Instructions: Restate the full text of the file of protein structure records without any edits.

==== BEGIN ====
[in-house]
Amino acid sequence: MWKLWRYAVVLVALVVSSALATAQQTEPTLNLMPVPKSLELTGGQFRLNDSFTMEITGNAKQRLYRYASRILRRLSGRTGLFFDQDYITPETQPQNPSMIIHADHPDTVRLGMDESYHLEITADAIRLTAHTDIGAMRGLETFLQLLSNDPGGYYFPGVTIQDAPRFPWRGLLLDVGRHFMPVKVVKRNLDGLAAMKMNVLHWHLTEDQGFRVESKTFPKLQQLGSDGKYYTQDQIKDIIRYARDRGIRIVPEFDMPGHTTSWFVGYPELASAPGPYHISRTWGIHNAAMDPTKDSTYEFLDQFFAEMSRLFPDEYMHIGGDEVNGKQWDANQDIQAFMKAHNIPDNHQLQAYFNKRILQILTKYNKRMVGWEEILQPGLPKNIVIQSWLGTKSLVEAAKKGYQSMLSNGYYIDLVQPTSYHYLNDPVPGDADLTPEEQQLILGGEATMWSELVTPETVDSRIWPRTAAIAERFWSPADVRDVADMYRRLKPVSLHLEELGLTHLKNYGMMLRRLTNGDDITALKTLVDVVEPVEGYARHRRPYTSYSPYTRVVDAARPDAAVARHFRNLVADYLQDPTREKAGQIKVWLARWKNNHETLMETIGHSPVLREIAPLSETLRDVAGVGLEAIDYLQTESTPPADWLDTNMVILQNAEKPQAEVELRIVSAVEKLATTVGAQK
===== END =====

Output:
[in-house]
Amino acid sequence: MWKLWRYAVVLVALVVSSALATAQQTEPTLNLMPVPKSLELTGGQFRLNDSFTMEITGNAKQRLYRYASRILRRLSGRTGLFFDQDYITPETQPQNPSMIIHADHPDTVRLGMDESYHLEITADAIRLTAHTDIGAMRGLETFLQLLSNDPGGYYFPGVTIQDAPRFPWRGLLLDVGRHFMPVKVVKRNLDGLAAMKMNVLHWHLTEDQGFRVESKTFPKLQQLGSDGKYYTQDQIKDIIRYARDRGIRIVPEFDMPGHTTSWFVGYPELASAPGPYHISRTWGIHNAAMDPTKDSTYEFLDQFFAEMSRLFPDEYMHIGGDEVNGKQWDANQDIQAFMKAHNIPDNHQLQAYFNKRILQILTKYNKRMVGWEEILQPGLPKNIVIQSWLGTKSLVEAAKKGYQSMLSNGYYIDLVQPTSYHYLNDPVPGDADLTPEEQQLILGGEATMWSELVTPETVDSRIWPRTAAIAERFWSPADVRDVADMYRRLKPVSLHLEELGLTHLKNYGMMLRRLTNGDDITALKTLVDVVEPVEGYARHRRPYTSYSPYTRVVDAARPDAAVARHFRNLVADYLQDPTREKAGQIKVWLARWKNNHETLMETIGHSPVLREIAPLSETLRDVAGVGLEAIDYLQTESTPPADWLDTNMVILQNAEKPQAEVELRIVSAVEKLATTVGAQK